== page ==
Among people age 85 or older, about two-thirds report functional limitations. One study estimates that more than two-thirds of 65-year-olds will need assistance to deal with a loss in functioning at some point during their remaining years of life. (Congressional Budget Office, 2013) Long Term Services and Support (LTSS) refer to the assistance programs available for the aging population needing to deal with functional and cognitive limitations. Long-term services and supports are provided and paid for both privately and publicly. More than half
Nearly 47 million Americans, or 16 percent of the population, were without health insurance in 2005, the latest government data available (DeNavas-Walt). In 2005, nearly one in 20 people between the ages of 18 and 64 said they were unable to get necessary prescription drugs during the past 23 months due to cost (National Center for Health Statistics, 2007). National surveys show that the primary reason people are uninsured is the high cost of health insurance coverage (The Henry J. Kaiser Family Foundation. Employee Benefits: 2007). Unfortunately, even the insured are feeling a burden of health care costs.
Medicare and Medicaid both offer acute and long-term health care services for dually eligible individuals. One major weakness of Medicare is it does not provide insurance coverage for services such as, acute dental care, transportation services, and vision care. Another service is not provided by Medicare is long-term-care. Medicare mainly provides coverage for elderly individuals over the age of 65 years-old. Medicaid major weakness is it is more costly than Medicare, and in order for married individuals to receive Medicaid they must be financially broke.
Of the many reasons that exist, two are particularly important. The United States has a highly flawed system of funding health care and a flawed system of allocating its health care resources. In the United States, a multitude of private health plans cover the lucrative sector of society—low cost, healthy workers and their healthy families. But public programs must cover the higher costs of the elderly, individuals with permanent disabilities, and some low-income individuals. Since the uninsured are frequently unable to pay for the care they receive, the costs for their care are shifted to government programs or private plans, or to the charity of providers, even if unintended.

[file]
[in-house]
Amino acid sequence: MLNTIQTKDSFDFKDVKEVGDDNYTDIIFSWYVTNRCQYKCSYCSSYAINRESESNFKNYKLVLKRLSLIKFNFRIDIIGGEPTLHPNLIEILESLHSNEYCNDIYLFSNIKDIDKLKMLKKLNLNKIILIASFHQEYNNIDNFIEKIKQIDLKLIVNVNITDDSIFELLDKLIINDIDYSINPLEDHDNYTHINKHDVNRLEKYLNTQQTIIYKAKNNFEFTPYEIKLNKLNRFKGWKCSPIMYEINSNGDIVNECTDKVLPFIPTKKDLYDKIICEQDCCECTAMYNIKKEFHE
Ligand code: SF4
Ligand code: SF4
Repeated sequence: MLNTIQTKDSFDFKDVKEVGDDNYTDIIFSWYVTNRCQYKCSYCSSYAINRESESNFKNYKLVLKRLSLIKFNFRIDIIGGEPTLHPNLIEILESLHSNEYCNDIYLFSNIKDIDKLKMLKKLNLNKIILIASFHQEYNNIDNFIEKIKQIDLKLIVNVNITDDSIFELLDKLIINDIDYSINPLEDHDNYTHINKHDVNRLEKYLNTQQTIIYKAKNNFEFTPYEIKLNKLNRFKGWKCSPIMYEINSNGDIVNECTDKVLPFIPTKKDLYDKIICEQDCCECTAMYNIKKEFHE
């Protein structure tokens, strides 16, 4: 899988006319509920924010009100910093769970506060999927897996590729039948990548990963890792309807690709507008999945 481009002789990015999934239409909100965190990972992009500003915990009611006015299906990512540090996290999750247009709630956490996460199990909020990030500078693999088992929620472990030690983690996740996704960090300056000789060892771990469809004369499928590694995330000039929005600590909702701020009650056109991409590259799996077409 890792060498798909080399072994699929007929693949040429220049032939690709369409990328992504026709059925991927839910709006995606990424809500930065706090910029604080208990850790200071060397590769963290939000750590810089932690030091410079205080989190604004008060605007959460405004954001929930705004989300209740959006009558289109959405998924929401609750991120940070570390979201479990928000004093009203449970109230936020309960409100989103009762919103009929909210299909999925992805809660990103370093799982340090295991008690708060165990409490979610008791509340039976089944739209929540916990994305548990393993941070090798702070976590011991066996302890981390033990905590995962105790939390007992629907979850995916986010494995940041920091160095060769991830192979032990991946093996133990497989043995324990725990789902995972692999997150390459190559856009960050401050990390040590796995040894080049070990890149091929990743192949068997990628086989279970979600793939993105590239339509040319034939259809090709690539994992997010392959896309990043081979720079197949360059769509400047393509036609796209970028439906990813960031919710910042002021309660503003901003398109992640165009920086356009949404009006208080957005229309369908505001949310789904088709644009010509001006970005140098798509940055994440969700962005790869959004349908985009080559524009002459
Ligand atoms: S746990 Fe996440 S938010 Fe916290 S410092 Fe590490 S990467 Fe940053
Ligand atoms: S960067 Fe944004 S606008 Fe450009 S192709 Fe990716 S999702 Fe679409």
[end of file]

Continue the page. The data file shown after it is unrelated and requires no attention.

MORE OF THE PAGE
Approximately 1.6 million people are in nursing homes in the United States, and another 1 million people reside in residential care facilities. In the year 2000, there were 472,813 cases of elder abuse or neglect in the 54 states in the U.S. This number is just a rough estimate of the abuse cases, as many cases of abuse or neglect go unreported. In fact, according to a study conducted by the National Center on Elder Abuse at American Public Human Services Association, every time one case of abuse is reported, five cases of abuse go unreported. Older adults are among one of the fastest growing populations of the United States; in 1990 one in eight persons was older than the age of 65; by 2030, this ratio will decline to one in five (Wan, Sengupta, Velkoff, & Debarros, 2005).